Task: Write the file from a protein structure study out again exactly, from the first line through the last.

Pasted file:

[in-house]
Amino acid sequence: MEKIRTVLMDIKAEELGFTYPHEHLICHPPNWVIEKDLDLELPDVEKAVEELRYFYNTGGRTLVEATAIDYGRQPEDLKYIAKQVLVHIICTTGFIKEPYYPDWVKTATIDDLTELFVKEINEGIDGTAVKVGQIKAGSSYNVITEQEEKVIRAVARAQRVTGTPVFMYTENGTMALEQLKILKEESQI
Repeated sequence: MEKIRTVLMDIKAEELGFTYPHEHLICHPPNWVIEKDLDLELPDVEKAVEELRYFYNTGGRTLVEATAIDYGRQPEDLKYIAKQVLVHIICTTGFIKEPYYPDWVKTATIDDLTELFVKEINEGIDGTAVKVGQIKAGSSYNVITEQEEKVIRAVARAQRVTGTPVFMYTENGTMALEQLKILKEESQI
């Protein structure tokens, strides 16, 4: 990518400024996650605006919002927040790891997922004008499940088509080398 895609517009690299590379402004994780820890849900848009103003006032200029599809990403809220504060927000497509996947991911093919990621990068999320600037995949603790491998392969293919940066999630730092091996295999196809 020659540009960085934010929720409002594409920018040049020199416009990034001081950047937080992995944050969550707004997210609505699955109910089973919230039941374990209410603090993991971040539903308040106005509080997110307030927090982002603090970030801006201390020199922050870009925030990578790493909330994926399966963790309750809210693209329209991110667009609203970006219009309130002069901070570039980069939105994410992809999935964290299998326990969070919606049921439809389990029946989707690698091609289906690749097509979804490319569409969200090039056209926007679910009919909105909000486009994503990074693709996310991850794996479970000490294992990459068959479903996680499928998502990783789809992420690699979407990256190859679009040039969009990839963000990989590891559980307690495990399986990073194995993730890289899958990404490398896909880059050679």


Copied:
[in-house]
Amino acid sequence: MEKIRTVLMDIKAEELGFTYPHEHLICHPPNWVIEKDLDLELPDVEKAVEELRYFYNTGGRTLVEATAIDYGRQPEDLKYIAKQVLVHIICTTGFIKEPYYPDWVKTATIDDLTELFVKEINEGIDGTAVKVGQIKAGSSYNVITEQEEKVIRAVARAQRVTGTPVFMYTENGTMALEQLKILKEESQI
Repeated sequence: MEKIRTVLMDIKAEELGFTYPHEHLICHPPNWVIEKDLDLELPDVEKAVEELRYFYNTGGRTLVEATAIDYGRQPEDLKYIAKQVLVHIICTTGFIKEPYYPDWVKTATIDDLTELFVKEINEGIDGTAVKVGQIKAGSSYNVITEQEEKVIRAVARAQRVTGTPVFMYTENGTMALEQLKILKEESQI
């Protein structure tokens, strides 16, 4: 990518400024996650605006919002927040790891997922004008499940088509080398 895609517009690299590379402004994780820890849900848009103003006032200029599809990403809220504060927000497509996947991911093919990621990068999320600037995949603790491998392969293919940066999630730092091996295999196809 020659540009960085934010929720409002594409920018040049020199416009990034001081950047937080992995944050969550707004997210609505699955109910089973919230039941374990209410603090993991971040539903308040106005509080997110307030927090982002603090970030801006201390020199922050870009925030990578790493909330994926399966963790309750809210693209329209991110667009609203970006219009309130002069901070570039980069939105994410992809999935964290299998326990969070919606049921439809389990029946989707690698091609289906690749097509979804490319569409969200090039056209926007679910009919909105909000486009994503990074693709996310991850794996479970000490294992990459068959479903996680499928998502990783789809992420690699979407990256190859679009040039969009990839963000990989590891559980307690495990399986990073194995993730890289899958990404490398896909880059050679």